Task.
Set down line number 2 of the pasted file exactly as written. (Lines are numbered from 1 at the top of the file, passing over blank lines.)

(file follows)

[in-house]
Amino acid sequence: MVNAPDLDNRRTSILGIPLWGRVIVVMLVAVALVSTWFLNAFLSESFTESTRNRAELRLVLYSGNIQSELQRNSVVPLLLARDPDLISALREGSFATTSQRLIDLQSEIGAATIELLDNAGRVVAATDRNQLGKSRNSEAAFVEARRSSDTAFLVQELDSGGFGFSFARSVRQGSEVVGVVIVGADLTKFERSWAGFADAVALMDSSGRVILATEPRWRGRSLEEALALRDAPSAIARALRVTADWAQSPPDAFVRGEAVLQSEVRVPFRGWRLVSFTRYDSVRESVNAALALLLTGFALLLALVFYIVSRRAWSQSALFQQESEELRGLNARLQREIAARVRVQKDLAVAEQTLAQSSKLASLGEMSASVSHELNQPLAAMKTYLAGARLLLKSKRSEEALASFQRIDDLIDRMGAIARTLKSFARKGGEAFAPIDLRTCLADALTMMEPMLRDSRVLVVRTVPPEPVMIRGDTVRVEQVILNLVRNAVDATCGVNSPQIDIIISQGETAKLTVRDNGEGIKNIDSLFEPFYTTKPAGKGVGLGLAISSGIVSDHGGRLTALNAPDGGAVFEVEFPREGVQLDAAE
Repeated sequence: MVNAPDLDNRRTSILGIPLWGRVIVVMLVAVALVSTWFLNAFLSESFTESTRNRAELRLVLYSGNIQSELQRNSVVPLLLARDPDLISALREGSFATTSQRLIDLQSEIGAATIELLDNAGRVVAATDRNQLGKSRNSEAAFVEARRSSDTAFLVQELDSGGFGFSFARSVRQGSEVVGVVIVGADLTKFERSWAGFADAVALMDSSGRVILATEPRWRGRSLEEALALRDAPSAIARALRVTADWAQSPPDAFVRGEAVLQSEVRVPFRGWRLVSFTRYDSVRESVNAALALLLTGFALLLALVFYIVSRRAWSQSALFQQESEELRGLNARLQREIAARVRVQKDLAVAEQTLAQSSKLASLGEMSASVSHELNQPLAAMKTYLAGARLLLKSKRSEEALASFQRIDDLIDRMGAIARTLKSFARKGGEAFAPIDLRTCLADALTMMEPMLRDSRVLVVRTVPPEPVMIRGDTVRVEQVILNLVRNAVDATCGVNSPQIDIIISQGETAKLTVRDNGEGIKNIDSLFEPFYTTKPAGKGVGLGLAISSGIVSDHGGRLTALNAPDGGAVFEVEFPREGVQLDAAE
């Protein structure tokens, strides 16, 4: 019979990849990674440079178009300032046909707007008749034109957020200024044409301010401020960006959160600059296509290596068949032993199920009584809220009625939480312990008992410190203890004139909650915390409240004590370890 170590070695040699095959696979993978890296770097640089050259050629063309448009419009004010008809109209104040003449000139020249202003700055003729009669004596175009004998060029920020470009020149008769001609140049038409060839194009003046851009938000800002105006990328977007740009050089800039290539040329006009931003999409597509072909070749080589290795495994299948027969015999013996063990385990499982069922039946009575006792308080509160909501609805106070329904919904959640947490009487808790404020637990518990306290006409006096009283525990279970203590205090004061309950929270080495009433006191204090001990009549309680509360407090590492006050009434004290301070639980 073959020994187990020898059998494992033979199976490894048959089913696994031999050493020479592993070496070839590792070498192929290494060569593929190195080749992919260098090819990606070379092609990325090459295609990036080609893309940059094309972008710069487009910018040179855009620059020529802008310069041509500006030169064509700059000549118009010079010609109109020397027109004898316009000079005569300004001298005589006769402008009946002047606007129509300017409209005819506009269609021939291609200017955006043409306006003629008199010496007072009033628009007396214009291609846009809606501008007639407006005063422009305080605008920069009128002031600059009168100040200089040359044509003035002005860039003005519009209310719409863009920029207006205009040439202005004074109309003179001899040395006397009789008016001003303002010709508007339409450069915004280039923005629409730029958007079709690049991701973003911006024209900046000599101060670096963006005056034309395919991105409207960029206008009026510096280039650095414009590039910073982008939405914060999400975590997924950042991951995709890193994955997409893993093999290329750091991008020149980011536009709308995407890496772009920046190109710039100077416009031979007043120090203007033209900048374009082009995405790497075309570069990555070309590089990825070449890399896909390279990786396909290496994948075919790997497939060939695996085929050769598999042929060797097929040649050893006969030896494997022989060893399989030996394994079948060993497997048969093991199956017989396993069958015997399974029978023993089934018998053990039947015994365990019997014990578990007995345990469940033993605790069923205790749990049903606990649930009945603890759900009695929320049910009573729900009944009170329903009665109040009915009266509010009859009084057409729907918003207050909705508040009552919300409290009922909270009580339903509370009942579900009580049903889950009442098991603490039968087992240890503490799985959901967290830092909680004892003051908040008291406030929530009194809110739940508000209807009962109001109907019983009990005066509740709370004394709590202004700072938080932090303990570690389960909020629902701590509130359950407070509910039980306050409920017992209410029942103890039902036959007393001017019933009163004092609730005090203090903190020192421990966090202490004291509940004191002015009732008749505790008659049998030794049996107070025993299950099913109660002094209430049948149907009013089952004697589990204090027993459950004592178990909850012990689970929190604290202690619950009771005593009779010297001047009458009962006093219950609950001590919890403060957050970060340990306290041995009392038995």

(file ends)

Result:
Amino acid sequence: MVNAPDLDNRRTSILGIPLWGRVIVVMLVAVALVSTWFLNAFLSESFTESTRNRAELRLVLYSGNIQSELQRNSVVPLLLARDPDLISALREGSFATTSQRLIDLQSEIGAATIELLDNAGRVVAATDRNQLGKSRNSEAAFVEARRSSDTAFLVQELDSGGFGFSFARSVRQGSEVVGVVIVGADLTKFERSWAGFADAVALMDSSGRVILATEPRWRGRSLEEALALRDAPSAIARALRVTADWAQSPPDAFVRGEAVLQSEVRVPFRGWRLVSFTRYDSVRESVNAALALLLTGFALLLALVFYIVSRRAWSQSALFQQESEELRGLNARLQREIAARVRVQKDLAVAEQTLAQSSKLASLGEMSASVSHELNQPLAAMKTYLAGARLLLKSKRSEEALASFQRIDDLIDRMGAIARTLKSFARKGGEAFAPIDLRTCLADALTMMEPMLRDSRVLVVRTVPPEPVMIRGDTVRVEQVILNLVRNAVDATCGVNSPQIDIIISQGETAKLTVRDNGEGIKNIDSLFEPFYTTKPAGKGVGLGLAISSGIVSDHGGRLTALNAPDGGAVFEVEFPREGVQLDAAE